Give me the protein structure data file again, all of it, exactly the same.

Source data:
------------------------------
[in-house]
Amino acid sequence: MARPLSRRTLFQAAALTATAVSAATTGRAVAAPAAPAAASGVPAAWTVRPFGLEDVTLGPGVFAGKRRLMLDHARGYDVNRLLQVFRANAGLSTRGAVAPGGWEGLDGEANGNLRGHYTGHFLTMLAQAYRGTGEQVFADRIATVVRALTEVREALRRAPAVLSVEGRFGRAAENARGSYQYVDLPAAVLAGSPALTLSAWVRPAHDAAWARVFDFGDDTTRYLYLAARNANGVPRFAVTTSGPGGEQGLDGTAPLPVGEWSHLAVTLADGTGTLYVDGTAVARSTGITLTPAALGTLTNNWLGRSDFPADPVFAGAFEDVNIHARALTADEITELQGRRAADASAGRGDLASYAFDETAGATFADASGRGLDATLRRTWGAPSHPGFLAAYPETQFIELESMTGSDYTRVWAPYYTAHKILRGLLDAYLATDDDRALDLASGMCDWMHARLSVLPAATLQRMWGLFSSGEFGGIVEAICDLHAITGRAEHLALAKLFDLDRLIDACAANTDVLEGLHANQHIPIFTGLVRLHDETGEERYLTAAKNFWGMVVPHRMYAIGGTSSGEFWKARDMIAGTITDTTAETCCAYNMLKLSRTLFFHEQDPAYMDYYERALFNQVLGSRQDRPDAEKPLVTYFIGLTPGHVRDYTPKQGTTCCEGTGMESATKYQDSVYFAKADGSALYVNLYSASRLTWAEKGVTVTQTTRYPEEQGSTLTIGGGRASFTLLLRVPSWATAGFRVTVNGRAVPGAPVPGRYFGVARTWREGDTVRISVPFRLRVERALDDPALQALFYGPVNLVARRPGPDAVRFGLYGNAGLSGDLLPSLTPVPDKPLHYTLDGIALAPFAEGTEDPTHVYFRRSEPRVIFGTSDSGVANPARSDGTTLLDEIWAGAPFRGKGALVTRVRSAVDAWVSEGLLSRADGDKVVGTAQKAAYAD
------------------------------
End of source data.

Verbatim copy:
[in-house]
Amino acid sequence: MARPLSRRTLFQAAALTATAVSAATTGRAVAAPAAPAAASGVPAAWTVRPFGLEDVTLGPGVFAGKRRLMLDHARGYDVNRLLQVFRANAGLSTRGAVAPGGWEGLDGEANGNLRGHYTGHFLTMLAQAYRGTGEQVFADRIATVVRALTEVREALRRAPAVLSVEGRFGRAAENARGSYQYVDLPAAVLAGSPALTLSAWVRPAHDAAWARVFDFGDDTTRYLYLAARNANGVPRFAVTTSGPGGEQGLDGTAPLPVGEWSHLAVTLADGTGTLYVDGTAVARSTGITLTPAALGTLTNNWLGRSDFPADPVFAGAFEDVNIHARALTADEITELQGRRAADASAGRGDLASYAFDETAGATFADASGRGLDATLRRTWGAPSHPGFLAAYPETQFIELESMTGSDYTRVWAPYYTAHKILRGLLDAYLATDDDRALDLASGMCDWMHARLSVLPAATLQRMWGLFSSGEFGGIVEAICDLHAITGRAEHLALAKLFDLDRLIDACAANTDVLEGLHANQHIPIFTGLVRLHDETGEERYLTAAKNFWGMVVPHRMYAIGGTSSGEFWKARDMIAGTITDTTAETCCAYNMLKLSRTLFFHEQDPAYMDYYERALFNQVLGSRQDRPDAEKPLVTYFIGLTPGHVRDYTPKQGTTCCEGTGMESATKYQDSVYFAKADGSALYVNLYSASRLTWAEKGVTVTQTTRYPEEQGSTLTIGGGRASFTLLLRVPSWATAGFRVTVNGRAVPGAPVPGRYFGVARTWREGDTVRISVPFRLRVERALDDPALQALFYGPVNLVARRPGPDAVRFGLYGNAGLSGDLLPSLTPVPDKPLHYTLDGIALAPFAEGTEDPTHVYFRRSEPRVIFGTSDSGVANPARSDGTTLLDEIWAGAPFRGKGALVTRVRSAVDAWVSEGLLSRADGDKVVGTAQKAAYAD